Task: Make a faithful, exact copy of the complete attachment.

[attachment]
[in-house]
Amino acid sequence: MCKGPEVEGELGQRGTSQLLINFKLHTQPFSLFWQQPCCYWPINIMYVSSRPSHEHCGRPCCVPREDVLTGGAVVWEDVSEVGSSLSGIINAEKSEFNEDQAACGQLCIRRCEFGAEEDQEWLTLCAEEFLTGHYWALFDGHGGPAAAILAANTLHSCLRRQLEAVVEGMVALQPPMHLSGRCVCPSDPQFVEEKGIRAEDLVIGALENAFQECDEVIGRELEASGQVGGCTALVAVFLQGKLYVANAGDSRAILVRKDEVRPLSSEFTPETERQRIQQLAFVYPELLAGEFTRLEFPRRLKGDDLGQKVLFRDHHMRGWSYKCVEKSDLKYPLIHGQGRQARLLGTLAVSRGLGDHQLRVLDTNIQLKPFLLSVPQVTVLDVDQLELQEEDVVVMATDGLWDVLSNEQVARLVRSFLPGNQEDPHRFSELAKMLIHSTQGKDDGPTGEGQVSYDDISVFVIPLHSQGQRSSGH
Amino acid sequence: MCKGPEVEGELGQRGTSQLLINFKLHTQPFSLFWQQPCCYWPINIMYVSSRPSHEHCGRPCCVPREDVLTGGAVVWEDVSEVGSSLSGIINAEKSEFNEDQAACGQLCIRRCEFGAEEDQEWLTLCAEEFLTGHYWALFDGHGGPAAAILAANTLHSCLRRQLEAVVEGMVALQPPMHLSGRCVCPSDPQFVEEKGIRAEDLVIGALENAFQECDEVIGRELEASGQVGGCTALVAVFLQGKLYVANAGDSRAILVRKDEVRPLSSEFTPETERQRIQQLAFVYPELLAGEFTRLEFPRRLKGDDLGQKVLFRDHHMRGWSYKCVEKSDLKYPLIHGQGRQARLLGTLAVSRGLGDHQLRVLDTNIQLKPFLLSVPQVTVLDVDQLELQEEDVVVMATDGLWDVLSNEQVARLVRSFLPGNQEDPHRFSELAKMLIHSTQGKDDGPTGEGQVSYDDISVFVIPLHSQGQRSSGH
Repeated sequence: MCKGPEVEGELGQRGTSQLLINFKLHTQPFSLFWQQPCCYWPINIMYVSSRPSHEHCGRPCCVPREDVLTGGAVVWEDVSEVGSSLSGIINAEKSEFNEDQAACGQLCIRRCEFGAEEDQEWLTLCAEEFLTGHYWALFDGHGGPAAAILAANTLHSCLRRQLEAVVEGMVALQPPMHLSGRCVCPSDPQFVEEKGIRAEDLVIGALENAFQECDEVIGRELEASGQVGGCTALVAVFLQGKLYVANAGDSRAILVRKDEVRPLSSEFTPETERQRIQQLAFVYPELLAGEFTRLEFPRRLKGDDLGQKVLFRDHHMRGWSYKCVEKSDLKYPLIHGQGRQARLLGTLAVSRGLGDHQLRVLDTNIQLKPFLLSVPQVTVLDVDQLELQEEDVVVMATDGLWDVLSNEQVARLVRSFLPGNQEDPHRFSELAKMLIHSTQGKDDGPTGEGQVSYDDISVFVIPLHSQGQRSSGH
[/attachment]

[in-house]
Amino acid sequence: MCKGPEVEGELGQRGTSQLLINFKLHTQPFSLFWQQPCCYWPINIMYVSSRPSHEHCGRPCCVPREDVLTGGAVVWEDVSEVGSSLSGIINAEKSEFNEDQAACGQLCIRRCEFGAEEDQEWLTLCAEEFLTGHYWALFDGHGGPAAAILAANTLHSCLRRQLEAVVEGMVALQPPMHLSGRCVCPSDPQFVEEKGIRAEDLVIGALENAFQECDEVIGRELEASGQVGGCTALVAVFLQGKLYVANAGDSRAILVRKDEVRPLSSEFTPETERQRIQQLAFVYPELLAGEFTRLEFPRRLKGDDLGQKVLFRDHHMRGWSYKCVEKSDLKYPLIHGQGRQARLLGTLAVSRGLGDHQLRVLDTNIQLKPFLLSVPQVTVLDVDQLELQEEDVVVMATDGLWDVLSNEQVARLVRSFLPGNQEDPHRFSELAKMLIHSTQGKDDGPTGEGQVSYDDISVFVIPLHSQGQRSSGH
Amino acid sequence: MCKGPEVEGELGQRGTSQLLINFKLHTQPFSLFWQQPCCYWPINIMYVSSRPSHEHCGRPCCVPREDVLTGGAVVWEDVSEVGSSLSGIINAEKSEFNEDQAACGQLCIRRCEFGAEEDQEWLTLCAEEFLTGHYWALFDGHGGPAAAILAANTLHSCLRRQLEAVVEGMVALQPPMHLSGRCVCPSDPQFVEEKGIRAEDLVIGALENAFQECDEVIGRELEASGQVGGCTALVAVFLQGKLYVANAGDSRAILVRKDEVRPLSSEFTPETERQRIQQLAFVYPELLAGEFTRLEFPRRLKGDDLGQKVLFRDHHMRGWSYKCVEKSDLKYPLIHGQGRQARLLGTLAVSRGLGDHQLRVLDTNIQLKPFLLSVPQVTVLDVDQLELQEEDVVVMATDGLWDVLSNEQVARLVRSFLPGNQEDPHRFSELAKMLIHSTQGKDDGPTGEGQVSYDDISVFVIPLHSQGQRSSGH
Repeated sequence: MCKGPEVEGELGQRGTSQLLINFKLHTQPFSLFWQQPCCYWPINIMYVSSRPSHEHCGRPCCVPREDVLTGGAVVWEDVSEVGSSLSGIINAEKSEFNEDQAACGQLCIRRCEFGAEEDQEWLTLCAEEFLTGHYWALFDGHGGPAAAILAANTLHSCLRRQLEAVVEGMVALQPPMHLSGRCVCPSDPQFVEEKGIRAEDLVIGALENAFQECDEVIGRELEASGQVGGCTALVAVFLQGKLYVANAGDSRAILVRKDEVRPLSSEFTPETERQRIQQLAFVYPELLAGEFTRLEFPRRLKGDDLGQKVLFRDHHMRGWSYKCVEKSDLKYPLIHGQGRQARLLGTLAVSRGLGDHQLRVLDTNIQLKPFLLSVPQVTVLDVDQLELQEEDVVVMATDGLWDVLSNEQVARLVRSFLPGNQEDPHRFSELAKMLIHSTQGKDDGPTGEGQVSYDDISVFVIPLHSQGQRSSGH